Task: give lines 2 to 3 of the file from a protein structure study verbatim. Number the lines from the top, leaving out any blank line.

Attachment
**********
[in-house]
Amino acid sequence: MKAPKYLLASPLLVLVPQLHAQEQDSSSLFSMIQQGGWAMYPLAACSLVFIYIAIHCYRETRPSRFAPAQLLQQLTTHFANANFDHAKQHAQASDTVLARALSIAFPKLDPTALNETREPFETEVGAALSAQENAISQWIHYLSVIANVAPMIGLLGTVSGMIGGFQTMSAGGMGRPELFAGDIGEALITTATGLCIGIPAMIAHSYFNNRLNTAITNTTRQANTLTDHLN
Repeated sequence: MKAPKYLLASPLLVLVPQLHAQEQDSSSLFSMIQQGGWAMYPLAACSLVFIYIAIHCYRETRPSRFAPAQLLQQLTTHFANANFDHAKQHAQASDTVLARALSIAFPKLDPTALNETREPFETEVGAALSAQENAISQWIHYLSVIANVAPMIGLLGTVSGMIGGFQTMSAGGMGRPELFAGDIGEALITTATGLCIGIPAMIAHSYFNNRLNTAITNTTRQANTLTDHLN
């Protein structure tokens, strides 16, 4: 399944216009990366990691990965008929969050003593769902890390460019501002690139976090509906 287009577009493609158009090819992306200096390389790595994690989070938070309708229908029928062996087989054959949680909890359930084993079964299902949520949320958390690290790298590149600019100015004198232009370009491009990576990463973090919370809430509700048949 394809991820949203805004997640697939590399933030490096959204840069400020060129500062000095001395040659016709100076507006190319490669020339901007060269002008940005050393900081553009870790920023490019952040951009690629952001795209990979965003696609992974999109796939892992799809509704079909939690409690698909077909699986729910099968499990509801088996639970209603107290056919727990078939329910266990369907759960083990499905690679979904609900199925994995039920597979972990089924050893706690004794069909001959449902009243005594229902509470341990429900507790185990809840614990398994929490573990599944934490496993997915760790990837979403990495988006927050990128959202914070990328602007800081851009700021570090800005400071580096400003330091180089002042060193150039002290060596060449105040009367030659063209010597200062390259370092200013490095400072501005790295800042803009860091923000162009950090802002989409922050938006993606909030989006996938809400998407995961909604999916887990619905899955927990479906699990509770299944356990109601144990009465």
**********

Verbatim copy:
Amino acid sequence: MKAPKYLLASPLLVLVPQLHAQEQDSSSLFSMIQQGGWAMYPLAACSLVFIYIAIHCYRETRPSRFAPAQLLQQLTTHFANANFDHAKQHAQASDTVLARALSIAFPKLDPTALNETREPFETEVGAALSAQENAISQWIHYLSVIANVAPMIGLLGTVSGMIGGFQTMSAGGMGRPELFAGDIGEALITTATGLCIGIPAMIAHSYFNNRLNTAITNTTRQANTLTDHLN
Repeated sequence: MKAPKYLLASPLLVLVPQLHAQEQDSSSLFSMIQQGGWAMYPLAACSLVFIYIAIHCYRETRPSRFAPAQLLQQLTTHFANANFDHAKQHAQASDTVLARALSIAFPKLDPTALNETREPFETEVGAALSAQENAISQWIHYLSVIANVAPMIGLLGTVSGMIGGFQTMSAGGMGRPELFAGDIGEALITTATGLCIGIPAMIAHSYFNNRLNTAITNTTRQANTLTDHLN